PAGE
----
Hosting a successful launch party requires a lot of strategizing before the event. From the quality of your product to its readiness to hit the market, everything needs to be addressed before you even think about planning the event. If you’ve already tested and approved a product and it’s time to introduce it to the world, consider our top tips for a product launch strategy that will maximize the appeal of your company and your product.
1. Set an Event Objective
Setting an event objective should be the first item on your new product launch checklist. What do you hope to gain from the launch? Are you looking for more funding, are you hoping to attract the attention of third party buyers to increase sales, or is this a celebration for the employees who were critical in the development of the product? Once you know what your objective is, you’ll know who to invite, what type of entertainment to hire, and what to expect after the launch.
2. Know Your Budget
Part of a good product launch strategy includes proper budgeting. Knowing your budget keeps you from overspending and dictates exactly how much you’ll allocate for each line item. Since you’ve already set an event objective, you should have a good idea of what type of food you want, how much alcohol you need, and who your entertainment is. All of these will help you do your research to set your budget and find the right vendor in your price point.
3. Choose a Unique Venue
Many product launch strategies consider the importance of the venue before starting any other part of the planning stages. A venue that speaks to the product you’re launching or your company can create a memorable event for all involved. Consider hosting your launch on a cruise ship, in a museum, or at a spiritual retreat to maximize the effectiveness of your event.
4. Know Your Audience
With an event objective, venue, and guestlist already checked off your new product launch checklist, you should know exactly what type of party you’re hosting. Consider their needs, wants, and buying behaviors to cater exactly to their expectations of your event. While some launch parties are meant to interest potential buyers, others are for company employees. There are some product launch strategies that are attractive to every type of guest, including an open bar, delicious hors d’oeuvres, and photo booths.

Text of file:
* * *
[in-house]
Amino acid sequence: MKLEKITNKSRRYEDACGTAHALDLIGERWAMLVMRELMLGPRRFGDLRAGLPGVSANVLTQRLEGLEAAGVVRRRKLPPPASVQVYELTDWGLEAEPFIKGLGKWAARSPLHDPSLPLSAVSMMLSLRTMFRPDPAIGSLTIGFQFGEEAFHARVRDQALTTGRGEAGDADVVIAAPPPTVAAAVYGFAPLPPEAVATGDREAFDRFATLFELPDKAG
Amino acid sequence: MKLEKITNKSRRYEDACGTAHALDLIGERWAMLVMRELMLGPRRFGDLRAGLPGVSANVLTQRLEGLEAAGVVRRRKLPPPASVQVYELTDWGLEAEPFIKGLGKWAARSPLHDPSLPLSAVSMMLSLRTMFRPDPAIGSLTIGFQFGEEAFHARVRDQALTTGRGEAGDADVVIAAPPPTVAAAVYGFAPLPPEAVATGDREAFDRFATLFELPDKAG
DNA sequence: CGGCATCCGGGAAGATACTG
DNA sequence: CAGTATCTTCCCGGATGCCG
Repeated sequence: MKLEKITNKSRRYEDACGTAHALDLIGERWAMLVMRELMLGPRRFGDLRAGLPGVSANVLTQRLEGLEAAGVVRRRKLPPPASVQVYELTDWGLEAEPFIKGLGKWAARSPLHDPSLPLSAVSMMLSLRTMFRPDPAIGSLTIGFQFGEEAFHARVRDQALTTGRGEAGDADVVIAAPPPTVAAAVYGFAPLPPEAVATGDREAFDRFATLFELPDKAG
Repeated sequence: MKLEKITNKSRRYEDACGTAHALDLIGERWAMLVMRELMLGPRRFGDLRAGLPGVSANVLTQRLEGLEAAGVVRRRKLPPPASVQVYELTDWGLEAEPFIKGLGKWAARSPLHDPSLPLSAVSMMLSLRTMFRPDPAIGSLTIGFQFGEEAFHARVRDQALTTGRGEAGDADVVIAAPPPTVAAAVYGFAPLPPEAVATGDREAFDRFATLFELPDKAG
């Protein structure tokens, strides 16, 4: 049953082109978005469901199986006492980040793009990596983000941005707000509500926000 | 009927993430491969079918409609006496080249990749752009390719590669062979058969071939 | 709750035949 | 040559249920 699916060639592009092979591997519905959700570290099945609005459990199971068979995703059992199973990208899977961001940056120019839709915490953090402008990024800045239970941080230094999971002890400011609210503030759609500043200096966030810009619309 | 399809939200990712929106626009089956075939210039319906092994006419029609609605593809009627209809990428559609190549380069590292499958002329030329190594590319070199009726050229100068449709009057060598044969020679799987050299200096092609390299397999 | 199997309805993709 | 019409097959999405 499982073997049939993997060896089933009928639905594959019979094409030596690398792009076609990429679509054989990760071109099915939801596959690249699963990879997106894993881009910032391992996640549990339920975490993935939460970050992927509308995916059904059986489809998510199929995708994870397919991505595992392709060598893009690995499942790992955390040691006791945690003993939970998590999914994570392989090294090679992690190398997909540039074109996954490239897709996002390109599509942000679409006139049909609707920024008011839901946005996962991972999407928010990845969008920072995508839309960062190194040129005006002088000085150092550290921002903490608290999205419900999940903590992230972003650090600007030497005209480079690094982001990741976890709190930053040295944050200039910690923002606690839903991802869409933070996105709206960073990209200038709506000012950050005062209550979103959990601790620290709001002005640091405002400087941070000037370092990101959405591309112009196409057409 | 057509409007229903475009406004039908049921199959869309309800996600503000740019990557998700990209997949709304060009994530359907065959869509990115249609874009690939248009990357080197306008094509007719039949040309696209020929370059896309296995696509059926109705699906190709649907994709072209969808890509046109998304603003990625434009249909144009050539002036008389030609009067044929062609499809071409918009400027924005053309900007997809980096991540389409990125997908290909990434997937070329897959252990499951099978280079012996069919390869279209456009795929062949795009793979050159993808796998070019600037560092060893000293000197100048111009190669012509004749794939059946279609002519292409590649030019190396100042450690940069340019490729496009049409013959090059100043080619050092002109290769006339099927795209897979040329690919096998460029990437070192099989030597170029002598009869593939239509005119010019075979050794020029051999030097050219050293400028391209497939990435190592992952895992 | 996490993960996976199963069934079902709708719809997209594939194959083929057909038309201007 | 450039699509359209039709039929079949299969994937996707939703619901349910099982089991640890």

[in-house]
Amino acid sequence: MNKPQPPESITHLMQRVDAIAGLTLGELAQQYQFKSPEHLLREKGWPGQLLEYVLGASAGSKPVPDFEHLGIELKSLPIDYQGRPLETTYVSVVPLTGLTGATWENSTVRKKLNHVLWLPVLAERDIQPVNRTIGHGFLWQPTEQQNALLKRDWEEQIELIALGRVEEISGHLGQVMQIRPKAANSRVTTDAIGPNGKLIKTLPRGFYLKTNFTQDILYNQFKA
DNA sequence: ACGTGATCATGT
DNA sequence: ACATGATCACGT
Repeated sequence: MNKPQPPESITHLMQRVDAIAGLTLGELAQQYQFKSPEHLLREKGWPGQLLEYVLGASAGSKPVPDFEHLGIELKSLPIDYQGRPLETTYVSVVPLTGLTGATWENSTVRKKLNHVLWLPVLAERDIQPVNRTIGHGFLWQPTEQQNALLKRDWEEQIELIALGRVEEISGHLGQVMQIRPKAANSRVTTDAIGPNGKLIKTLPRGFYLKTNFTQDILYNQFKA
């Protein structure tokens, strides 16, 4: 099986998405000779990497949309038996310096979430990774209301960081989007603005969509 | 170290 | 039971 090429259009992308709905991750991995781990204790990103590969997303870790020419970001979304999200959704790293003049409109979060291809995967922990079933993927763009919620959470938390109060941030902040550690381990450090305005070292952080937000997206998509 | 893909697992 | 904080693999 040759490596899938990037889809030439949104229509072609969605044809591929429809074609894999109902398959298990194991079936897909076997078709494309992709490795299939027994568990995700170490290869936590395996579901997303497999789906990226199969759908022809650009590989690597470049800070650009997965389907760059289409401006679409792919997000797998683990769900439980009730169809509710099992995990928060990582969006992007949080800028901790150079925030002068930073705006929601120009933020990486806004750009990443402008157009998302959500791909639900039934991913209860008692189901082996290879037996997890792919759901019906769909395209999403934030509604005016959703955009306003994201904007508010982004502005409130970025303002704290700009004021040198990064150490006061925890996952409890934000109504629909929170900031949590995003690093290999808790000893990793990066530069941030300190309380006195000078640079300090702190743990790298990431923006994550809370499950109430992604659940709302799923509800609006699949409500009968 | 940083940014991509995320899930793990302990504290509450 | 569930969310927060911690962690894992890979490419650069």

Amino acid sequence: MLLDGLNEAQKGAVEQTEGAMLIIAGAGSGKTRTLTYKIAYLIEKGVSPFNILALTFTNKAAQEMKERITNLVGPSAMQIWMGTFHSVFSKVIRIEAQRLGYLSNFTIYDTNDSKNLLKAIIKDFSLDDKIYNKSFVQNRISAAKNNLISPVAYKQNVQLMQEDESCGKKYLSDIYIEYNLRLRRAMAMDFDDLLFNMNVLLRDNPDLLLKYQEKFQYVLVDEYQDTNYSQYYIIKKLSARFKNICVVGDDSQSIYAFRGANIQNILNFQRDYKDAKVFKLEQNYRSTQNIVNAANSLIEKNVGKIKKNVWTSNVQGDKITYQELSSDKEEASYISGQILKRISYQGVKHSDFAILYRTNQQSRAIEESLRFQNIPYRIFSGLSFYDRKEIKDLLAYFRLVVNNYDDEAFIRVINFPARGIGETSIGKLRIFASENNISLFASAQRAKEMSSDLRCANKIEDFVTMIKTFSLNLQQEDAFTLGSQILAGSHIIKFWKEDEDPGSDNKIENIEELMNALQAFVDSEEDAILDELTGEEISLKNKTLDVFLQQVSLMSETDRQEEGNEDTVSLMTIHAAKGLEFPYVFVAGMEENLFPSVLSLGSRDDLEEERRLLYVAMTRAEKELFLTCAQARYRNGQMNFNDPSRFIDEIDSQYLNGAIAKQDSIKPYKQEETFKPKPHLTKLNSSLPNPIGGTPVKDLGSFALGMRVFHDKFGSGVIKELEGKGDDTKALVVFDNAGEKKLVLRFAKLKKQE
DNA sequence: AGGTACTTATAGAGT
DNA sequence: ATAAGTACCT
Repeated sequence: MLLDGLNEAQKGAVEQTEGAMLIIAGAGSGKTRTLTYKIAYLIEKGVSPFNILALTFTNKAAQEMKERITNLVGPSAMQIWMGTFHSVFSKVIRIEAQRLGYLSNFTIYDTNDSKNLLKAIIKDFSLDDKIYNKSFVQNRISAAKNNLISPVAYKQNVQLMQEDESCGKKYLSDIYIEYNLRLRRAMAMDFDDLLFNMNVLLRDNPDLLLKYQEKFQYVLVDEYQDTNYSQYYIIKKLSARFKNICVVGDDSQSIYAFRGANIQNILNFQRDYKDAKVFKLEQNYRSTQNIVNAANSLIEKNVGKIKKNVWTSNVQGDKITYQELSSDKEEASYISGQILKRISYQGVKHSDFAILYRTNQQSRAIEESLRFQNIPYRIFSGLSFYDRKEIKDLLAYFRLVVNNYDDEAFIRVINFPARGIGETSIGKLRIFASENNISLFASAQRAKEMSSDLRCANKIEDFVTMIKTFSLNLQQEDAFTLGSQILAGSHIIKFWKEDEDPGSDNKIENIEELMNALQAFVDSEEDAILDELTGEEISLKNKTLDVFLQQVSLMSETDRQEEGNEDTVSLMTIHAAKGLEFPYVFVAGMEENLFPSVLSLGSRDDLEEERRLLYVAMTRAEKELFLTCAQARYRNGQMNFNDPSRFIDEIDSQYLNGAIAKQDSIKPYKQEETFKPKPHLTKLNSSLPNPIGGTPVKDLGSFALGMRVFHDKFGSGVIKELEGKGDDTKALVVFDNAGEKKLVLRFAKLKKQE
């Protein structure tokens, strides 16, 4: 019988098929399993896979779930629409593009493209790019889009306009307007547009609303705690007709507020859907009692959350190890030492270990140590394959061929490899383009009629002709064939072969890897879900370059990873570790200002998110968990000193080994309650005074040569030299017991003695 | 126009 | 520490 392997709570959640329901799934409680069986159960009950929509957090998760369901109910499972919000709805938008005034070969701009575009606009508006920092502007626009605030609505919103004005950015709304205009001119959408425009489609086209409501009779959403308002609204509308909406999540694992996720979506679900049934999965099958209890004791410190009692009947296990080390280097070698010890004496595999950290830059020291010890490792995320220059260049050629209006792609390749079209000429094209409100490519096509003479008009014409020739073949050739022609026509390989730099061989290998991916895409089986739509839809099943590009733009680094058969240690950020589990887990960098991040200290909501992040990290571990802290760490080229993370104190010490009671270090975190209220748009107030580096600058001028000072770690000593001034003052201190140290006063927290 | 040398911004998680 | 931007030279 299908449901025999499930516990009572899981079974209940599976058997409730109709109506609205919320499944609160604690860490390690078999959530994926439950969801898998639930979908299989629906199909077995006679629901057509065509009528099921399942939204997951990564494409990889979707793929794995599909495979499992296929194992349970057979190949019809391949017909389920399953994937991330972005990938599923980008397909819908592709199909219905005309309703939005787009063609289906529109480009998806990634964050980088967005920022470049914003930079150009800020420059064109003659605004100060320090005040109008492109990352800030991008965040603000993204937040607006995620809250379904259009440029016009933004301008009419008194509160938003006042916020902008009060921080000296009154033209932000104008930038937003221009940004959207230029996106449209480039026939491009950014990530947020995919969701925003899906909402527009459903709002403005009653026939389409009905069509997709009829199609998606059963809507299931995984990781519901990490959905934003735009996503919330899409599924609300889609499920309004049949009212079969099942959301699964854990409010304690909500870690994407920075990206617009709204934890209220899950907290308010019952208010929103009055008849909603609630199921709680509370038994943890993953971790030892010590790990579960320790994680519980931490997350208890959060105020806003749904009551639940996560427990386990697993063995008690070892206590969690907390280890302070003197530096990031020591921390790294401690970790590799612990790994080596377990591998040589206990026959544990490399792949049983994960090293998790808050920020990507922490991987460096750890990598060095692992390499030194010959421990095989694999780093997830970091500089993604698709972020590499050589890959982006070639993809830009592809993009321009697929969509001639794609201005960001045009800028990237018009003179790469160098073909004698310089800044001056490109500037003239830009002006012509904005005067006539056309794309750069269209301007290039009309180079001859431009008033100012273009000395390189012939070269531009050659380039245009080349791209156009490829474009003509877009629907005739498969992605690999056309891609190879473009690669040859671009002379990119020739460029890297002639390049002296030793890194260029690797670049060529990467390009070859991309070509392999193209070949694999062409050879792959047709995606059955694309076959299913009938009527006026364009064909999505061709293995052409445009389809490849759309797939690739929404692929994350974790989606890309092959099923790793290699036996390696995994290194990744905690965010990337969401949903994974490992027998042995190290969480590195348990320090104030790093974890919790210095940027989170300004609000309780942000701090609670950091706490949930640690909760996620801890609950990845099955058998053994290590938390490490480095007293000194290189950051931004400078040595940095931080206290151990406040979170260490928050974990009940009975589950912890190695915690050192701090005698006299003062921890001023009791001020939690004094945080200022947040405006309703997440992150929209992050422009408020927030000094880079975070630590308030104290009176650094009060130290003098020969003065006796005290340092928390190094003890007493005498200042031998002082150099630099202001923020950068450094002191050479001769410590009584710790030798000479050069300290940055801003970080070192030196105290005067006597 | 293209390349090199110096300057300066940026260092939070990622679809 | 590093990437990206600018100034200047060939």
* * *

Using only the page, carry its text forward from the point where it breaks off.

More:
5. Market Yourself at the Event
While the event may seem like it’s all about marketing yourself, there are many ways you can ensure that your product and company name stay with your guests. A favorite product launch strategy of ours is utilizing social media to popularize your product before the night is even over. With a hashtag printer, you get your guests to do all the social media work for you!
How it Works
A hashtag printer from Pic Station is a standalone printer (or photo booth add on), the uses cutting edge technology to scour Twitter and Instagram for hashtags that are associated with your event. Any photo posted by your guests using a hashtag you’ve chosen is available for printing instantly. Design a custom layout with your unique branding and give guests the opportunity to take home prints of the photos anyone has taken that day!
6. Have an Original Giveaway
Giveaways don’t always have to be a swag bag full of branded merchandise. They can also be something that’s truly useful for guests. Pic Station recommends offering a corporate headshot booth where your guests can pose for new photos that are appropriate for their business profiles. A few quick snaps and your guests can have fully edited photos with help from our on-site graphic designers. Every time they see this photo on their website or LinkedIn profile, they’ll be thinking of you! What a truly unique product launch strategy!
7. Follow Up After
This may not be part of your planning checklist, but don’t let following up with your guests be an after-thought. Your event generated new leads and interest, so don’t let it go to waste by not following up. Send a thoughtful “Thank You” card to your attendees within a week after your event, and then keep developing these relationships into something more meaningful and potentially profitable.